8
gpg: WARNING: unsafe permissions on configuration file `/home/david/.gnupg/gpg.conf'
gpg: WARNING: unsafe enclosing directory permissions on configuration file `/home/david/.gnupg/gpg.conf'
gpg: external program calls are disabled due to unsafe options file permissions
gpg: keyserver communications error: general error
gpg: keyserver receive failed: general error

What does it mean and how to fix?

13

gpg: WARNING: unsafe permissions on configuration file /home/david/.gnupg/gpg.conf' gpg: WARNING: unsafe enclosing directory permissions on configuration file/home/david/.gnupg/gpg.conf' gpg: external program calls are disabled due to unsafe options file permissions

This means that your ~/.gnupg/gpg.conf has unexpected permissions for the user you are running as, like write access to "others", another user or the executable bit. This file should always for security reasons only be readable and writable by the user, and no one else:

$ ls -l ~/.gnupg/gpg.conf
-rw------- 1 braiam braiam 7890 Jul  8 18:51 .gnupg/gpg.conf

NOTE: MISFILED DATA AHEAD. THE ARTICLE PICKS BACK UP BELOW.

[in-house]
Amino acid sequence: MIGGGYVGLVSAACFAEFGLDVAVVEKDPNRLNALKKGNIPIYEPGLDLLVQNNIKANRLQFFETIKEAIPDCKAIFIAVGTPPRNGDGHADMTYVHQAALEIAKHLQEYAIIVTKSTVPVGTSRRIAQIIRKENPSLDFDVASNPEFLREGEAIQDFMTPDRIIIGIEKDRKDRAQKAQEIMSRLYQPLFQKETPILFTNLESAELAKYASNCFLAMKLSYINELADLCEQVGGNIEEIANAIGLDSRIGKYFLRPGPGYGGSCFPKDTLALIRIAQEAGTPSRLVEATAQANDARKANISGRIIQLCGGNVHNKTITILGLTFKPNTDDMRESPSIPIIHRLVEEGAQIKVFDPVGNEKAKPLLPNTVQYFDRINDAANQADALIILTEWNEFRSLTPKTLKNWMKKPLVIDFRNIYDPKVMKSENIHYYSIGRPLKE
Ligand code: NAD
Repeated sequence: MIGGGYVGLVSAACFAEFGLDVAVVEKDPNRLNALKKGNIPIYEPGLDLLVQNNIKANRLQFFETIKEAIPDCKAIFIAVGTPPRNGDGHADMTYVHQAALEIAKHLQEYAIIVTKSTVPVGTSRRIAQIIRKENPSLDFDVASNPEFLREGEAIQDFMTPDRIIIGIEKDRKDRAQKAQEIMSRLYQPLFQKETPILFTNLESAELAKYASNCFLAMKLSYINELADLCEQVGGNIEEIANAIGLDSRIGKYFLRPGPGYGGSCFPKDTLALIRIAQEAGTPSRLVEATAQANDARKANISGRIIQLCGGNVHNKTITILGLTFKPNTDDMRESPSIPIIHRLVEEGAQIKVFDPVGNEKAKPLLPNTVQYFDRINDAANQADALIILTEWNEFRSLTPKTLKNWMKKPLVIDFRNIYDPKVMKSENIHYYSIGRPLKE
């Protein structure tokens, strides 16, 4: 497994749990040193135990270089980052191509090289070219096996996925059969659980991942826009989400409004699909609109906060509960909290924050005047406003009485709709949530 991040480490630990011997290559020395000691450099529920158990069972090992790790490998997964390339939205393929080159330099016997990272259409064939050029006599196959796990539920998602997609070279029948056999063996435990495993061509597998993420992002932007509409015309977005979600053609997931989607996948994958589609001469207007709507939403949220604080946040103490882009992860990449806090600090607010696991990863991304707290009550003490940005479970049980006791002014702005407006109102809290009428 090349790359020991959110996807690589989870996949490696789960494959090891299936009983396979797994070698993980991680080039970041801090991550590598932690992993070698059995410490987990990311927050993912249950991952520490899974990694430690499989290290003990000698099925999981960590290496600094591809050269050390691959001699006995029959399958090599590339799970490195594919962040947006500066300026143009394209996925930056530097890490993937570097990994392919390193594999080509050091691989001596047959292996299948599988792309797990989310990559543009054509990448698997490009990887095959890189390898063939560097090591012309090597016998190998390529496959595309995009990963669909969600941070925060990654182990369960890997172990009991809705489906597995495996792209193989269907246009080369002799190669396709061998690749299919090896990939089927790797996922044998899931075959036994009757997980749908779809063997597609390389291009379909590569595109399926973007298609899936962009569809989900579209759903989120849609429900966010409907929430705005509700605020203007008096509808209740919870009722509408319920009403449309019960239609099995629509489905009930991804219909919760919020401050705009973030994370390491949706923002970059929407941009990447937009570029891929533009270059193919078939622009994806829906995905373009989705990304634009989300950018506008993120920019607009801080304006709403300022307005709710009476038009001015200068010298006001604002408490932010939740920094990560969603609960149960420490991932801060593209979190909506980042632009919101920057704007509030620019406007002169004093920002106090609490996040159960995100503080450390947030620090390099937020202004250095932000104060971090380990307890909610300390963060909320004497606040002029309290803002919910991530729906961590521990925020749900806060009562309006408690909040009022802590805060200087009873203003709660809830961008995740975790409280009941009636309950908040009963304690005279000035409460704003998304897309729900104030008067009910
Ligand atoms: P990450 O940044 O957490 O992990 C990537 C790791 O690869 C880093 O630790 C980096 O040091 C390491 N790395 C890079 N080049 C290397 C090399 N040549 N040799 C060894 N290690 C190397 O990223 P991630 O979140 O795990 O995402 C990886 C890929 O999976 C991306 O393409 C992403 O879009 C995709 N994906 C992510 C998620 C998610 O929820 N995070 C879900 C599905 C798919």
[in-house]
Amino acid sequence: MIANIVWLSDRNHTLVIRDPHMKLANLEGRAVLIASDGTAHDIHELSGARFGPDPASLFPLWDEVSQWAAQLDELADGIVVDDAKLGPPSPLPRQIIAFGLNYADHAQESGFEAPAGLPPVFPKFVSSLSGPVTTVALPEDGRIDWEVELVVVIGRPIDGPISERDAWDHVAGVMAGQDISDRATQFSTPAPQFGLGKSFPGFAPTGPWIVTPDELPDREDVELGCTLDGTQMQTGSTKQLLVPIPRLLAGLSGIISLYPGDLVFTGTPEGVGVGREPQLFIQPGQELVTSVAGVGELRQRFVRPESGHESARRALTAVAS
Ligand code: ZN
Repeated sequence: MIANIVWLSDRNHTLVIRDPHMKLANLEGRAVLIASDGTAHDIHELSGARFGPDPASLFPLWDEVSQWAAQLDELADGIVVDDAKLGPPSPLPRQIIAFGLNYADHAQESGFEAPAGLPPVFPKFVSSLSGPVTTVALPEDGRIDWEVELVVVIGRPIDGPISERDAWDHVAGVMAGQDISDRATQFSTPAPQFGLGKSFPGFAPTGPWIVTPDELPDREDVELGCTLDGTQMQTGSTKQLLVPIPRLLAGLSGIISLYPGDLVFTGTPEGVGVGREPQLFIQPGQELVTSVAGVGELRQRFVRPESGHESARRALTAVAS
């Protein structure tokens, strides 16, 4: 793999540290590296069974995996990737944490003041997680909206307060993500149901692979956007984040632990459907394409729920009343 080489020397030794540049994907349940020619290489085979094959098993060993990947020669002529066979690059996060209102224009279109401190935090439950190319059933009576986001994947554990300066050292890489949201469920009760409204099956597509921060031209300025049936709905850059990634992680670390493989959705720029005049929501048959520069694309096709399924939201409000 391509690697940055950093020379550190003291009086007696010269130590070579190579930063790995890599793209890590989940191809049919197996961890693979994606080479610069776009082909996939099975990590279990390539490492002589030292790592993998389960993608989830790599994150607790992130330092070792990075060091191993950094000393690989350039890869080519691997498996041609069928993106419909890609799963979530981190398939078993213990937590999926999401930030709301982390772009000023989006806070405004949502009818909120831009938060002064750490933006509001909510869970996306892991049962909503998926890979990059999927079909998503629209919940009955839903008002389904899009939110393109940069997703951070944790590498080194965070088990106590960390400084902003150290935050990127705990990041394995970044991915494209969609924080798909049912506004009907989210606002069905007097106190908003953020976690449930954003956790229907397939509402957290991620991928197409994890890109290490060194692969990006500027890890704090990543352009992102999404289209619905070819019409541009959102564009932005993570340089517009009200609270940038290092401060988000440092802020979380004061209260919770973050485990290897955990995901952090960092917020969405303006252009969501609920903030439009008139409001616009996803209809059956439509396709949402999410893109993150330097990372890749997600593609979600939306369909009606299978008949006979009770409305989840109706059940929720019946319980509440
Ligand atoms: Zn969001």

Yours probably has different user or permissions. Check them out using ls -l ~/.gnupg/gpg.conf. To fix this is simple enough:

chown $(whoami):$(whoami) ~/.gnupg/gpg.conf ## if this fails read at the bottom
chmod 600 ~/.gnupg/gpg.conf

If some of the commands fails, or you keep getting the error message you mentioned after following these instructions, you should delete the ~/.gnupg directory, because it cannot be trusted anymore.

rm -r ~/.gnupg/gpg.conf ## If this fails, use sudo

You can then try to run gpg command with the same user that is going to run the script, this way your user with create ~/.gnupg directory with appropriate permissions.

  • On Cygwin, only this worked: chmod 700 .gnupg – CMCDragonkai Apr 30 '15 at 11:48
11

You probably migrated your .gnupg folder from another machine, or tampered another way with the file permissions.

GnuPG enforces private ownership of the folder and some files for security reasons.

These two lines fix the permissions. The first one ensures that the ~/.gnupg folder (and everything in it) is actually yours. To possibly overtake ownership, it requires root privileges, thus the sudo. The second line makes sure nobody but you can read its contents (remove read, write and execute permissions for group and other users). Your username gets inserted automatically, so you can copy-past the lines directly to your terminal:

sudo chown -R ${USER}:${USER} ~/.gnupg
chmod -R go-rwx ~/.gnupg
  • And that is the shortest answer. – Michał Leon Apr 13 '15 at 16:53
3

I just faced the same problem. It turned out I was running the gpg command using sudo. When I tried again without sudo, it worked fine and no error was displayed. So, it might be the case for you too.

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